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Last updated 17 February 2020

PSI is income that is mainly a reward for an individual's personal efforts or skills.

Examples of PSI are:

  • income of a professional practitioner in a sole practice
  • income payable under a contract which is wholly or principally for the labour or services of a person
  • income derived by a professional sportsperson or entertainer from the exercise of professional skills
  • income derived by consultants from the exercise of personal expertise.

PSI does not include income that is mainly:

  • for supplying or selling goods (for example, from retailing, wholesaling or manufacturing)
  • generated by a significant income-producing asset (such as a bulldozer)
  • for granting a right to use property (for example, the copyright to a computer program), or
  • generated by a business structure (for example, a large accounting firm).

If you have earned PSI but not as an employee, you may not be able to claim certain deductions in relation to that income - for example, rent, mortgage interest, rates or land tax for your home, or payments to your spouse (or other associate) for support work such as secretarial duties. This depends on whether:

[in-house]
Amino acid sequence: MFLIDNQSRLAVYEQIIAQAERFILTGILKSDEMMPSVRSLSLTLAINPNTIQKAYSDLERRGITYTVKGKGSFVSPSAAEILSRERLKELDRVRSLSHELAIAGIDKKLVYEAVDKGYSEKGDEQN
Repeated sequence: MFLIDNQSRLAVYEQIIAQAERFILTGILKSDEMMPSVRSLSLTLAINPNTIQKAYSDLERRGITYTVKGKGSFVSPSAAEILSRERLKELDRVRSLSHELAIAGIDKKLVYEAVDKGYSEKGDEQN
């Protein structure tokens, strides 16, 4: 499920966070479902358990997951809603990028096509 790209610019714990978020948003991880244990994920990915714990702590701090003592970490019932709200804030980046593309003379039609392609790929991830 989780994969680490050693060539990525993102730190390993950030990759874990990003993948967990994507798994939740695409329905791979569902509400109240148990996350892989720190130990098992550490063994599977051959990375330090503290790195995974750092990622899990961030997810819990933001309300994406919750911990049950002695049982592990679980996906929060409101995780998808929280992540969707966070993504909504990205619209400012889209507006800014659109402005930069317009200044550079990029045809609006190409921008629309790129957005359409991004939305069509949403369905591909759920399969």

• you have a personal services business determination from the Commissioner stating that your PSI was from a personal services business for the whole of the period you earned PSI, or
  • you satisfy one of the four tests in Part A.

If you earned PSI as a sole trader, you need to read on and answer one or more of the questions in Part A below to determine whether deductions in relation to your PSI are affected by these rules.

These rules do not affect your legal, contractual or workplace arrangements – you won't be treated as an employee as a result of the PSI measures.